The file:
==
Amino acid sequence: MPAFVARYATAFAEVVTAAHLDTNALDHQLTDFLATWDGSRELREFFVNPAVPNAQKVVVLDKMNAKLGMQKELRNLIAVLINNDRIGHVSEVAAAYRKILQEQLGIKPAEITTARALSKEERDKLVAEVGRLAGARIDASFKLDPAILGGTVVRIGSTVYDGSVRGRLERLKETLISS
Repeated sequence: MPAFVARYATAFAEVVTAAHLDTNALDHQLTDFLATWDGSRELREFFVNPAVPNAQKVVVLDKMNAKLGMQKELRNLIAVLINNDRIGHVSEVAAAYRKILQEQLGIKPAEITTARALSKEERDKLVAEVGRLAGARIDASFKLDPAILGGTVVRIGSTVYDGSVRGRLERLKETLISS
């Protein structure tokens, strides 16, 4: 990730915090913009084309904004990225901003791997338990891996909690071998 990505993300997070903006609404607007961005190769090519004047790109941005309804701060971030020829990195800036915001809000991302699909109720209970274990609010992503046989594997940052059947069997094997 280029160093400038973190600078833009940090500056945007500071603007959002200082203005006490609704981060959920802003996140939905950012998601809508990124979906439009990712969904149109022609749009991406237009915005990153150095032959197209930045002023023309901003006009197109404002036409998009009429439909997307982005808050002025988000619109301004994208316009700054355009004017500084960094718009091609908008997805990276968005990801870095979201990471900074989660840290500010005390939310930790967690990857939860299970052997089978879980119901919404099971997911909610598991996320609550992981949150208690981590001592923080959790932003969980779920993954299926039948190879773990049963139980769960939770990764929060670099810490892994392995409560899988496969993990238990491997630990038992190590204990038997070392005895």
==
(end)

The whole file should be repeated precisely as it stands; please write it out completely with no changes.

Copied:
Amino acid sequence: MPAFVARYATAFAEVVTAAHLDTNALDHQLTDFLATWDGSRELREFFVNPAVPNAQKVVVLDKMNAKLGMQKELRNLIAVLINNDRIGHVSEVAAAYRKILQEQLGIKPAEITTARALSKEERDKLVAEVGRLAGARIDASFKLDPAILGGTVVRIGSTVYDGSVRGRLERLKETLISS
Repeated sequence: MPAFVARYATAFAEVVTAAHLDTNALDHQLTDFLATWDGSRELREFFVNPAVPNAQKVVVLDKMNAKLGMQKELRNLIAVLINNDRIGHVSEVAAAYRKILQEQLGIKPAEITTARALSKEERDKLVAEVGRLAGARIDASFKLDPAILGGTVVRIGSTVYDGSVRGRLERLKETLISS
């Protein structure tokens, strides 16, 4: 990730915090913009084309904004990225901003791997338990891996909690071998 990505993300997070903006609404607007961005190769090519004047790109941005309804701060971030020829990195800036915001809000991302699909109720209970274990609010992503046989594997940052059947069997094997 280029160093400038973190600078833009940090500056945007500071603007959002200082203005006490609704981060959920802003996140939905950012998601809508990124979906439009990712969904149109022609749009991406237009915005990153150095032959197209930045002023023309901003006009197109404002036409998009009429439909997307982005808050002025988000619109301004994208316009700054355009004017500084960094718009091609908008997805990276968005990801870095979201990471900074989660840290500010005390939310930790967690990857939860299970052997089978879980119901919404099971997911909610598991996320609550992981949150208690981590001592923080959790932003969980779920993954299926039948190879773990049963139980769960939770990764929060670099810490892994392995409560899988496969993990238990491997630990038992190590204990038997070392005895």